Prominent Australian scientist, Professor Tim Flannery, told the 39th Asian Racing Conference in Melbourne on Thursday (16 February) that racing faced challenges to attract a younger generation concerned with global warming and sustainability issues.
Professor Flannery, founder and chief councillor of the Australian Climate Council, was the keynote speaker during a session titled ‘The Sustainable’, which was attended by industry officials and delegates from 35 countries at the Melbourne Convention Centre.
He was later joined on a panel by the General Manger, International Department of the Japan Racing Association, Mr. Hiroshi Ito, and the Managing Director Energy Transition of Accenture, Ms. Julie Romanet-Perroux.
Professor Flannery said sustainability had to be looked at through the eyes of that younger generation.
“When that younger generation look at us, they see a very affluent group of people who by and large own houses and can travel the world on holidays and whatever they want,” he said.
“Far fewer of us are vegan and even though we can afford solar panels on our roofs, we often don’t have them. And we might be driving a big petrol car and they understand the science and see the fact that we are very close to the tipping point and it’s really going to impact on them in the future.”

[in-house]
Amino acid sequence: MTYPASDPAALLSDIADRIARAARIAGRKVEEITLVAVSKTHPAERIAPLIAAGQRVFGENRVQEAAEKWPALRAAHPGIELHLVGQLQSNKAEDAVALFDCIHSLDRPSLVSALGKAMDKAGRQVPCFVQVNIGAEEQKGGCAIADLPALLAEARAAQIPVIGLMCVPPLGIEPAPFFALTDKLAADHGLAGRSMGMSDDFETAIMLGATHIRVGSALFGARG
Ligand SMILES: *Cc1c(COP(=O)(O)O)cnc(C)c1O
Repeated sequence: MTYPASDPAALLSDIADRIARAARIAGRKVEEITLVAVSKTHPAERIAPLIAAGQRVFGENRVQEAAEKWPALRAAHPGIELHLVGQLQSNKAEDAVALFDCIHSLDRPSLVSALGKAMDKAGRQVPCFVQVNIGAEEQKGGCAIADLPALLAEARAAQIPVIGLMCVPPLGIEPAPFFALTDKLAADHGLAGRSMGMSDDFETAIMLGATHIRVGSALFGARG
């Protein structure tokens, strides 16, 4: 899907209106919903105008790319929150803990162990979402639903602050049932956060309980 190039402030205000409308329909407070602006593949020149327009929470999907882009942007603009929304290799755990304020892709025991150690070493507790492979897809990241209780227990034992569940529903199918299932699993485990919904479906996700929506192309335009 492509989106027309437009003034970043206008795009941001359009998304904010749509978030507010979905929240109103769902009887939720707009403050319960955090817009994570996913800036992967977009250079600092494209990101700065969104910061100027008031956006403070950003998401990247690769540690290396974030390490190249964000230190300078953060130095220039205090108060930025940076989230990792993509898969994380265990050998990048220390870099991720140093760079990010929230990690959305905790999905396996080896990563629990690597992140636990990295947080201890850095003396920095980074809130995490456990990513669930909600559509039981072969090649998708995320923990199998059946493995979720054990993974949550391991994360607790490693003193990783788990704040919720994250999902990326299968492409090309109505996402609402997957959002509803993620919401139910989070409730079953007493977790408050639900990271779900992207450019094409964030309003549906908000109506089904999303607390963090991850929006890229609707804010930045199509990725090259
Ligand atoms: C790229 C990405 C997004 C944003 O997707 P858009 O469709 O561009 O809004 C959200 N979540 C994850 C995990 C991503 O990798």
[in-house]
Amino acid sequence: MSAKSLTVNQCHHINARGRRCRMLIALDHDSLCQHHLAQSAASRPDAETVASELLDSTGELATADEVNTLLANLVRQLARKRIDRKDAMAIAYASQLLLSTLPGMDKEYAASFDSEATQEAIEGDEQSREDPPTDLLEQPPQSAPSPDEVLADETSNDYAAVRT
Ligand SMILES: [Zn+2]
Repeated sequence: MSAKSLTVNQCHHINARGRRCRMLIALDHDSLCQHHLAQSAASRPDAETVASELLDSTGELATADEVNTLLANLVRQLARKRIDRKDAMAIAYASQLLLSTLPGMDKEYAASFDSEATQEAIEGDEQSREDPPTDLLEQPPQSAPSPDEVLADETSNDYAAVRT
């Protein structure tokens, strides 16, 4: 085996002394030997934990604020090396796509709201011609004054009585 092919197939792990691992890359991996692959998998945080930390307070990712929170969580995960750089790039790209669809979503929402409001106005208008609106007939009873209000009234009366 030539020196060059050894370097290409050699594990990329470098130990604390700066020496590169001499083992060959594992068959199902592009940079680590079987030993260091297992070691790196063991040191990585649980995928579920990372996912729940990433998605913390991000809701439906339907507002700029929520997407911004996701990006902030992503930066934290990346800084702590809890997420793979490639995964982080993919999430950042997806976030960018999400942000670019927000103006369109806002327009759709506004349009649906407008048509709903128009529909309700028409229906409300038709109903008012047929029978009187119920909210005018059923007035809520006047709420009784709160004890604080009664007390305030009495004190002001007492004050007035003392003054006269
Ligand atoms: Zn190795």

Professor Flannery, who was the 2007 Australian of the Year, said sustainability was probably the single most important issue to younger generations and urged racing to engage with them.
“If you do the right thing, you will open the door to that engagement,” he said. “The potential is there but we have to start acting responsibly in their eyes, I think. Give them the opportunity and a chance to make a difference.”
Professor Flannery said the power of the racing industry should not be underestimated, and that it had enormous influence for change.
He said since 2007 mankind had released one third of all the greenhouse gases that ever existed in the history of the planet.
“So, this problem is growing,” Professor Flannery said.
He said the problem would continue to get worse, but how bad it got will depend on what actions are taken. Professor Flannery said “the best science” he has seen suggests that a country like Australia should be aiming for at least a 75 per cent reduction in greenhouse emissions by 2030.
Mr. Ito said addressing climate change, both locally and internationally, was important to the Japan Racing Association.
“Reducing GHG (greenhouse gas) omissions is an important and priority topic,” Mr. Ito said. “JRA has established the goal to reduce GHG emissions by 50 per cent by 2030 (2013 as base year).”
Ms. Romanet-Perroux spoke of the link of global warming to sport and racing and the need for change.
“The racing and breeding industry relies heavily on fossil fuels for energy – gas and electricity to power buildings, infrastructure and machinery,” she said. “Transportation – petrol and diesel to transport people and horses nationally and worldwide.”
Ms. Romanet-Perroux said an accelerated electric uptake would greatly support grid stability and flexibility, but further time and investment was required for the development of electric trucks which the industry required to transport horses.